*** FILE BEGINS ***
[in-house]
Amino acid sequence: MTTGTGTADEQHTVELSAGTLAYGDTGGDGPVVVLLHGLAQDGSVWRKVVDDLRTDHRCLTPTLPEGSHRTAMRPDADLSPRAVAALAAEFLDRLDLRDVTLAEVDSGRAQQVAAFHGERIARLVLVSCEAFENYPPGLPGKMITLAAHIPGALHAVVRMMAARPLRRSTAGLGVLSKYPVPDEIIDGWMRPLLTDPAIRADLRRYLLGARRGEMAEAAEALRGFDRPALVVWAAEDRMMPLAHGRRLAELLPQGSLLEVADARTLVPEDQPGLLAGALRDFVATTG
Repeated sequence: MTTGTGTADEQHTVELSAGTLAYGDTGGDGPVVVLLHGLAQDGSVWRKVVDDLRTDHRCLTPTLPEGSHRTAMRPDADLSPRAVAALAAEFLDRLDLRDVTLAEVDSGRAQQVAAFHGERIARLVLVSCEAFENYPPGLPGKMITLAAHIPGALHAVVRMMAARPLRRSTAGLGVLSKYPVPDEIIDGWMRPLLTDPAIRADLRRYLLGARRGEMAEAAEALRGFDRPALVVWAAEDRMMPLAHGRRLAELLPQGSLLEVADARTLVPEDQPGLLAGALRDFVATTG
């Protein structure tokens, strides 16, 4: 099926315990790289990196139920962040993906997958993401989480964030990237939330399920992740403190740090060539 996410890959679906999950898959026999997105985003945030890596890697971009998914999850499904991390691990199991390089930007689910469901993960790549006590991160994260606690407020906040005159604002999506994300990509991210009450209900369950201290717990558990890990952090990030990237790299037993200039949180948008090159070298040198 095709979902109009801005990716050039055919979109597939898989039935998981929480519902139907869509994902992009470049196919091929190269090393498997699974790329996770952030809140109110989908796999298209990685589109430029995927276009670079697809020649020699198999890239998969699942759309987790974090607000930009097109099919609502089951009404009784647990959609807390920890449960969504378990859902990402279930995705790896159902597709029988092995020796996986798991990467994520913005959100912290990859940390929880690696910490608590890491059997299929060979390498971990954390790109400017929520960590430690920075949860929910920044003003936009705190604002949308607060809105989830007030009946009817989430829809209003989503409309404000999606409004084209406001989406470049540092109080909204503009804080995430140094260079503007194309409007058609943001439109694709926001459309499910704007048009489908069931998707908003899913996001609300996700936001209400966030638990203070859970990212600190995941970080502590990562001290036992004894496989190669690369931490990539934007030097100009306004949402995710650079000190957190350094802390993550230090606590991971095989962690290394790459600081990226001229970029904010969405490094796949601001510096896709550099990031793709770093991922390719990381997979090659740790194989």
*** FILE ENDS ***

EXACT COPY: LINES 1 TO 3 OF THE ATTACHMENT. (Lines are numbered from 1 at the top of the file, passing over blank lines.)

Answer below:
[in-house]
Amino acid sequence: MTTGTGTADEQHTVELSAGTLAYGDTGGDGPVVVLLHGLAQDGSVWRKVVDDLRTDHRCLTPTLPEGSHRTAMRPDADLSPRAVAALAAEFLDRLDLRDVTLAEVDSGRAQQVAAFHGERIARLVLVSCEAFENYPPGLPGKMITLAAHIPGALHAVVRMMAARPLRRSTAGLGVLSKYPVPDEIIDGWMRPLLTDPAIRADLRRYLLGARRGEMAEAAEALRGFDRPALVVWAAEDRMMPLAHGRRLAELLPQGSLLEVADARTLVPEDQPGLLAGALRDFVATTG
Repeated sequence: MTTGTGTADEQHTVELSAGTLAYGDTGGDGPVVVLLHGLAQDGSVWRKVVDDLRTDHRCLTPTLPEGSHRTAMRPDADLSPRAVAALAAEFLDRLDLRDVTLAEVDSGRAQQVAAFHGERIARLVLVSCEAFENYPPGLPGKMITLAAHIPGALHAVVRMMAARPLRRSTAGLGVLSKYPVPDEIIDGWMRPLLTDPAIRADLRRYLLGARRGEMAEAAEALRGFDRPALVVWAAEDRMMPLAHGRRLAELLPQGSLLEVADARTLVPEDQPGLLAGALRDFVATTG